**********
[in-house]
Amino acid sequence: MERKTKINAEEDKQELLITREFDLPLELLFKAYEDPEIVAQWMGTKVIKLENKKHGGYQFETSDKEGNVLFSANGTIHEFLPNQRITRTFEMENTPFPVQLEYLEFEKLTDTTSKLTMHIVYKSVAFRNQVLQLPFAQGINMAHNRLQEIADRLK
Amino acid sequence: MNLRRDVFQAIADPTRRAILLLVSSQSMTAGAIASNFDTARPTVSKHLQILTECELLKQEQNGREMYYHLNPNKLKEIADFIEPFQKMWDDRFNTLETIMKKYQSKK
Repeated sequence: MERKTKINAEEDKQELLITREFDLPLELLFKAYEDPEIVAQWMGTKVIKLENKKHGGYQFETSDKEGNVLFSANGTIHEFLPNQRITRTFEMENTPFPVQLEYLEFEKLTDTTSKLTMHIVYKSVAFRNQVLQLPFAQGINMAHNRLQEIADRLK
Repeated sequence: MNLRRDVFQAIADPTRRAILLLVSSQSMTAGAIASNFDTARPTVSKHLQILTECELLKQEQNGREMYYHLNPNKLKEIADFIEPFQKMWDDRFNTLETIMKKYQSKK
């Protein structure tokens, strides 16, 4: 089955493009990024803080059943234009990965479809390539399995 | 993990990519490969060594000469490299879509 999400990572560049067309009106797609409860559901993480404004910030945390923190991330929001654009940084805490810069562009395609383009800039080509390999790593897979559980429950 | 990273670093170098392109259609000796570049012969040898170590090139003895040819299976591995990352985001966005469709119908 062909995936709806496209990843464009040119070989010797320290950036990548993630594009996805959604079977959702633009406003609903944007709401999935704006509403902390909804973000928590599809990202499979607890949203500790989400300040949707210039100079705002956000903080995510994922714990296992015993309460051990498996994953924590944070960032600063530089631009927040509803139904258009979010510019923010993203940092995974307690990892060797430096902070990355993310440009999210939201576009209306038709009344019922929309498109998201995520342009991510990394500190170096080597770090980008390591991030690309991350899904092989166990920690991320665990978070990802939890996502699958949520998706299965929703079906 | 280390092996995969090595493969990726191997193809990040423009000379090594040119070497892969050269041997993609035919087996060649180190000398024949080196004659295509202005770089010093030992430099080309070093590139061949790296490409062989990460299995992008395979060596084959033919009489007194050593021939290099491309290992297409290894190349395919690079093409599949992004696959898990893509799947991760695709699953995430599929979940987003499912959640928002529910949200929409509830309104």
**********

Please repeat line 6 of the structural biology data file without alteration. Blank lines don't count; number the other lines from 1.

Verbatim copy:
């Protein structure tokens, strides 16, 4: 089955493009990024803080059943234009990965479809390539399995 | 993990990519490969060594000469490299879509 999400990572560049067309009106797609409860559901993480404004910030945390923190991330929001654009940084805490810069562009395609383009800039080509390999790593897979559980429950 | 990273670093170098392109259609000796570049012969040898170590090139003895040819299976591995990352985001966005469709119908 062909995936709806496209990843464009040119070989010797320290950036990548993630594009996805959604079977959702633009406003609903944007709401999935704006509403902390909804973000928590599809990202499979607890949203500790989400300040949707210039100079705002956000903080995510994922714990296992015993309460051990498996994953924590944070960032600063530089631009927040509803139904258009979010510019923010993203940092995974307690990892060797430096902070990355993310440009999210939201576009209306038709009344019922929309498109998201995520342009991510990394500190170096080597770090980008390591991030690309991350899904092989166990920690991320665990978070990802939890996502699958949520998706299965929703079906 | 280390092996995969090595493969990726191997193809990040423009000379090594040119070497892969050269041997993609035919087996060649180190000398024949080196004659295509202005770089010093030992430099080309070093590139061949790296490409062989990460299995992008395979060596084959033919009489007194050593021939290099491309290992297409290894190349395919690079093409599949992004696959898990893509799947991760695709699953995430599929979940987003499912959640928002529910949200929409509830309104």